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"If It Hasn't Happened Yet, It Doesn't Mean It Won't": Understanding Risk in Investing

Updated: Mar 15



When considering investments, one common pitfall is to assume that because a particular event or outcome has not occurred in the past, it will not occur in the future. This cognitive bias is often referred to as "normalcy bias." The saying, "If it hasn't happened yet, it doesn't mean it won't," serves as a cautionary reminder of this tendency. In the realm of investing, understanding this concept is crucial for assessing risk and making informed decisions.




The concept was popularized by Nassim Nicholas Taleb in his book, "The Black Swan". Taleb describes Black Swan events as those that are highly improbable, unpredictable, and carry massive impact. Just because we haven’t observed such events in the past does not mean they can’t or won’t happen in the future. Example: The global financial crisis of 2008 was a Black Swan event. Many investors, even sophisticated ones, failed to anticipate the collapse of major financial institutions. Those relying solely on historical data were especially caught off-guard.


The Fallacy of Linear Projection


Investors sometimes wrongly project past trends into the future linearly, assuming that because something has grown at a certain rate or followed a certain pattern, it will continue to do so indefinitely. Example: The dot-com bubble of the late 1990s is a classic illustration. Many investors believed that any business with a ".com" in its name would keep appreciating in value because that was the prevailing trend. However, when reality set in, many of these companies collapsed in value, leading to significant investor losses.


The Limitations of Historical Data


While past performance data can provide insights, it is not always indicative of future results. Market conditions, regulations, technology, and countless other variables evolve over time. Example: Blockbuster was once the dominant player in the video rental market. But technological advancements, particularly the rise of streaming platforms like Netflix, rendered its business model obsolete. An investor basing decisions only on Blockbuster's past success might have missed the looming threat.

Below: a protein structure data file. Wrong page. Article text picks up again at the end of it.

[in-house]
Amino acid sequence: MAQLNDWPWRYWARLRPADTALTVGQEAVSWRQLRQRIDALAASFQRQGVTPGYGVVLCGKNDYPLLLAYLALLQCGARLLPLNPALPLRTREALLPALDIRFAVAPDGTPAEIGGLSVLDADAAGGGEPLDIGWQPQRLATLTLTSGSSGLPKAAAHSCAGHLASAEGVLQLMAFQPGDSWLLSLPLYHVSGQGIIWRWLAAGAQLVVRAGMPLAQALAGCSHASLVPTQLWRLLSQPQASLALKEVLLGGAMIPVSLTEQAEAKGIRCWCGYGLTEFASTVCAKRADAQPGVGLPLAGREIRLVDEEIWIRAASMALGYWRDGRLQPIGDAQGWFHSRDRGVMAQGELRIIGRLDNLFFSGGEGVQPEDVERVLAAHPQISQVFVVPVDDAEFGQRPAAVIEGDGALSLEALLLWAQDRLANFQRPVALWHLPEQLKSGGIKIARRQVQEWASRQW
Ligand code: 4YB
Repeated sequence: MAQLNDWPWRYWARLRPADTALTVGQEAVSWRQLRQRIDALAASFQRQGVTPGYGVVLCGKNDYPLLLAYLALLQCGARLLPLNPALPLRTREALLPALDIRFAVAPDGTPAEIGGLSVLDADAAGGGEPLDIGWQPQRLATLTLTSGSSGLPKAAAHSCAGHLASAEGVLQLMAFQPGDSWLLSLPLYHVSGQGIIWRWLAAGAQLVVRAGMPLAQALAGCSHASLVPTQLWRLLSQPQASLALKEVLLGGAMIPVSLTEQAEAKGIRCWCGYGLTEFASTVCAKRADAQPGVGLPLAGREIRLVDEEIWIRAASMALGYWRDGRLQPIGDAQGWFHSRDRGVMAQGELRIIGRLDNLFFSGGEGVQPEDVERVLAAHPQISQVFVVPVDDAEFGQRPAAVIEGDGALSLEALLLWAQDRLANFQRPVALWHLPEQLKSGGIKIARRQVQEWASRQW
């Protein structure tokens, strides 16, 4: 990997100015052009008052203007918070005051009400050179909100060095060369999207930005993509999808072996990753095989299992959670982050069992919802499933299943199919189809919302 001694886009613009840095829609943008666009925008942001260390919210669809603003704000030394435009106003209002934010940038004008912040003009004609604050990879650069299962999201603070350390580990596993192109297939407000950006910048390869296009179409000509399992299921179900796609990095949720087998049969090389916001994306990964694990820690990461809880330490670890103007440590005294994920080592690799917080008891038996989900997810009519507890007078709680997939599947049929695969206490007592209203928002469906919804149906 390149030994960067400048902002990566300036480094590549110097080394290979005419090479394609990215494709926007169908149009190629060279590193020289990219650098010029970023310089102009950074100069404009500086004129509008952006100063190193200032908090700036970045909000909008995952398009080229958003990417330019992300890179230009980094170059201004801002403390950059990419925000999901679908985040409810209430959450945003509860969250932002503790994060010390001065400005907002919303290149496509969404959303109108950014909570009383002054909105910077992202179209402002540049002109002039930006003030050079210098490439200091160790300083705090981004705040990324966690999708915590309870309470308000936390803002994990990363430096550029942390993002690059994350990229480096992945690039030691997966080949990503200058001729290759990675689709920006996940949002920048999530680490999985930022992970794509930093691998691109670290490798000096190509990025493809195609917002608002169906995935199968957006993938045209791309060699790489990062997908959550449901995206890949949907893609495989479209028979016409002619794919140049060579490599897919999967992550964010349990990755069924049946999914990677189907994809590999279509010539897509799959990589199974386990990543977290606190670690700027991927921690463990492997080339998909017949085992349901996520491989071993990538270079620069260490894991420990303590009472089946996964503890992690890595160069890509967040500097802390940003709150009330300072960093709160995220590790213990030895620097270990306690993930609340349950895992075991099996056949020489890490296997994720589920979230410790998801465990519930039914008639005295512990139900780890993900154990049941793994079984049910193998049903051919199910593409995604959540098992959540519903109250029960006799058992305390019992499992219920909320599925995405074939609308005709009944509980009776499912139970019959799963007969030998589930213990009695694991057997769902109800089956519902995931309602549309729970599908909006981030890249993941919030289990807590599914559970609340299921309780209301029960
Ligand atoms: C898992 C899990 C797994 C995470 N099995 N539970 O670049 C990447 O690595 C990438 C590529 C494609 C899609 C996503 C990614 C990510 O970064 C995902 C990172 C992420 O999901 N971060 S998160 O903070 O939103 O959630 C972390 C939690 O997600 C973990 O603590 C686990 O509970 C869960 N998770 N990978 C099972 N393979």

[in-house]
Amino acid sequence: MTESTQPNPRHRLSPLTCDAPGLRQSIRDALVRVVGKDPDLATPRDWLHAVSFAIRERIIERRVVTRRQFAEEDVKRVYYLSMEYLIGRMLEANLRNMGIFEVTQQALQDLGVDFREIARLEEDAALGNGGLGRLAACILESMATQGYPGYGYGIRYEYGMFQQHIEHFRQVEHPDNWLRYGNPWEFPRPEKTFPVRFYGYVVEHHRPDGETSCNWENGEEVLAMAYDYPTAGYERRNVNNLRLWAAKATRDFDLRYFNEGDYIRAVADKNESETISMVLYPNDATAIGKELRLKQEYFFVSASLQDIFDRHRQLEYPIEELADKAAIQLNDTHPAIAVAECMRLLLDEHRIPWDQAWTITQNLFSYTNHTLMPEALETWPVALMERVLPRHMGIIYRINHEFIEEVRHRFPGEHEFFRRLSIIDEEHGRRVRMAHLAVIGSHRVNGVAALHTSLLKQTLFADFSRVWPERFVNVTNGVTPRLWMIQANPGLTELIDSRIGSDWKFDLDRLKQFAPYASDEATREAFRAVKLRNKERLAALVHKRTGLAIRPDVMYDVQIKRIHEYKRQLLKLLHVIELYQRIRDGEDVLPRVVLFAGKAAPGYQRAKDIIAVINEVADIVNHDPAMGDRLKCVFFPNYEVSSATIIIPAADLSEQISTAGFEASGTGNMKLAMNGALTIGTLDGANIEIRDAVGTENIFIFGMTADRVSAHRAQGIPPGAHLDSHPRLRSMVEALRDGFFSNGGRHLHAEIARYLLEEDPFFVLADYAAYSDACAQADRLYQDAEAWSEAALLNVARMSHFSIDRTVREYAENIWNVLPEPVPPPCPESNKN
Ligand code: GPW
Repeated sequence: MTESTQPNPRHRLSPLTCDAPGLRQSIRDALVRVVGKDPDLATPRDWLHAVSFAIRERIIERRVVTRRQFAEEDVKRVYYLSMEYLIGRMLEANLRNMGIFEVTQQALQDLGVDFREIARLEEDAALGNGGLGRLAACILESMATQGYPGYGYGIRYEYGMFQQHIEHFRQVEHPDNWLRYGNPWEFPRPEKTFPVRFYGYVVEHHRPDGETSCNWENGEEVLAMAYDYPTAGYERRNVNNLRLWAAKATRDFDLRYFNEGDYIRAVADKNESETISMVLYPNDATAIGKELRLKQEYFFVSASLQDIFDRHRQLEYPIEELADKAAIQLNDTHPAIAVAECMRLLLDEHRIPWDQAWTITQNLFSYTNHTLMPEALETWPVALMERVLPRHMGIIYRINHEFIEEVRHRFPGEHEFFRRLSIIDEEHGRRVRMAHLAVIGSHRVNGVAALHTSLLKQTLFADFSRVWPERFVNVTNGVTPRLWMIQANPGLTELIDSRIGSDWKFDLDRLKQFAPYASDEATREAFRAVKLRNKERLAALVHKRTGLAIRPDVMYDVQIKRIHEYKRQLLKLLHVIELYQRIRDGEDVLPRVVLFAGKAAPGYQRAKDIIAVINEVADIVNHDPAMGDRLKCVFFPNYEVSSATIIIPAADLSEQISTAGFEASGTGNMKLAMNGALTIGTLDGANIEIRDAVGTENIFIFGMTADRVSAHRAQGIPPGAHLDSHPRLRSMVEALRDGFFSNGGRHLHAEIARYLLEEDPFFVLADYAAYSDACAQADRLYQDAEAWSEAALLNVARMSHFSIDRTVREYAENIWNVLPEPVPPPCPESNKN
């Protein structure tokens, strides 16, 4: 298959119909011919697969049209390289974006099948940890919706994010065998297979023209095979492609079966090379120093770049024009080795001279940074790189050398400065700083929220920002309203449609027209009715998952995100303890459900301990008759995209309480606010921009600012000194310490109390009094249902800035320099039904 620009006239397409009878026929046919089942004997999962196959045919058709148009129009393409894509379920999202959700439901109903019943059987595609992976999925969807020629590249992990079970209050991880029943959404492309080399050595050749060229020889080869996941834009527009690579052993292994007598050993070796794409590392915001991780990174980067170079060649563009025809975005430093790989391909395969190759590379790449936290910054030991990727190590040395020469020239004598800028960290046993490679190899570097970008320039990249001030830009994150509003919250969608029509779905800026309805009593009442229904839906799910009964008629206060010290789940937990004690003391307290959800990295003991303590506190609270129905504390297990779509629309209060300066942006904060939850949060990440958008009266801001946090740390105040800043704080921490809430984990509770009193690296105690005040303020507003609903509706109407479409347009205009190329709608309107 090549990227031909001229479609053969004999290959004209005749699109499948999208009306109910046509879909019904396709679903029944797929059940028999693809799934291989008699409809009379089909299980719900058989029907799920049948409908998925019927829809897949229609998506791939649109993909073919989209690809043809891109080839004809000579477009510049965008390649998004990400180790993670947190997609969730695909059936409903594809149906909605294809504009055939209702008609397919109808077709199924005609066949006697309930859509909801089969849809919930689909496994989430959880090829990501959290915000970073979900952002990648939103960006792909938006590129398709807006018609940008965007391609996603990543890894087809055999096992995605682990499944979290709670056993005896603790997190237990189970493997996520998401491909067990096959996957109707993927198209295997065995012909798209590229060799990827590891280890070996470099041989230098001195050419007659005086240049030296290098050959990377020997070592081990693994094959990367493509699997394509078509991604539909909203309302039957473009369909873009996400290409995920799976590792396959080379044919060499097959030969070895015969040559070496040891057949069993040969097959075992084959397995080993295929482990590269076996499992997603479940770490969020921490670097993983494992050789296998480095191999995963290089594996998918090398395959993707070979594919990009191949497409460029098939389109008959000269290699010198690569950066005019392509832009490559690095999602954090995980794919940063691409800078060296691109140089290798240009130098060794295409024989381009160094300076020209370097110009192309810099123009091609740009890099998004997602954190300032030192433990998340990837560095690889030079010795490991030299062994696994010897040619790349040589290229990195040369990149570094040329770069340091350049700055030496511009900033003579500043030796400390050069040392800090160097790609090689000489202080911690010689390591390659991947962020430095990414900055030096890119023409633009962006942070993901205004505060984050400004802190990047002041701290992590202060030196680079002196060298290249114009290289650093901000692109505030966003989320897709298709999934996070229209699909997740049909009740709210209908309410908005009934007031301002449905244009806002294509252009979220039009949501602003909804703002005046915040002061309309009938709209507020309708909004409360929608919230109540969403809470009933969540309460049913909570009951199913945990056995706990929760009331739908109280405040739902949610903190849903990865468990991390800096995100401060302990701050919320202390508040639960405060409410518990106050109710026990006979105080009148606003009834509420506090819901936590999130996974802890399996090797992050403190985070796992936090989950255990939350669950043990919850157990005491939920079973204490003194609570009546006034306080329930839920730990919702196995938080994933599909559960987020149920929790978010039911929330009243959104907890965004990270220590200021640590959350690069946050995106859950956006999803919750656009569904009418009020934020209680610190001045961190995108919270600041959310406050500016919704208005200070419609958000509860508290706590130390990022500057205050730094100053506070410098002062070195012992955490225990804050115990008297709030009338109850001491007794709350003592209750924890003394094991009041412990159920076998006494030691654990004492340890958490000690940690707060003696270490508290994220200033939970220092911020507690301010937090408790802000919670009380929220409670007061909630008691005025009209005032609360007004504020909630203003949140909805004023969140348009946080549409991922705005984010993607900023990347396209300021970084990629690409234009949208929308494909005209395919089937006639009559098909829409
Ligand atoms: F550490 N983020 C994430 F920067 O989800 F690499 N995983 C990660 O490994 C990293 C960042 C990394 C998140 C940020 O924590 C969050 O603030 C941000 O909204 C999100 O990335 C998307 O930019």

Changing Geopolitical Landscapes


Global politics and relations can introduce unforeseen risks to investments. Relying solely on historical peace or stability in a region can lead to massive oversights. Example: Consider an investor in early 2010s Crimea. Historical data might not have predicted Russia's annexation of the peninsula in 2014. Such an event significantly altered the region's investment landscape.


Natural and Unpredictable Events


Natural disasters, pandemics, and other unforeseeable events can dramatically impact investments. Example: Few could have anticipated the far-reaching economic consequences of the COVID-19 pandemic. Industries such as travel, hospitality, and brick-and-mortar retail were particularly hard hit. Relying solely on pre-pandemic data would not have prepared investors for the volatility of 2020.


Strategies to Mitigate the "It Hasn't Happened Yet" Bias


  • Diversification: Spread investments across various asset classes, industries, and regions to reduce the risk associated with any one Black Swan event.

  • Scenario Analysis: Regularly consider various "what if" scenarios to challenge your assumptions and preparedness.

  • Continuous Education: Stay updated on global events, technological advancements, and market trends.

  • Seek Expert Advice: Regularly consult with financial advisors or experts to gain a broader perspective.


While history provides valuable lessons, investors must resist the temptation to view the past as a certain predictor of the future. The adage, "If it hasn't happened yet, it doesn't mean it won't," reminds us to remain vigilant, consider the improbable, and ensure our portfolios are resilient in the face of uncertainty.

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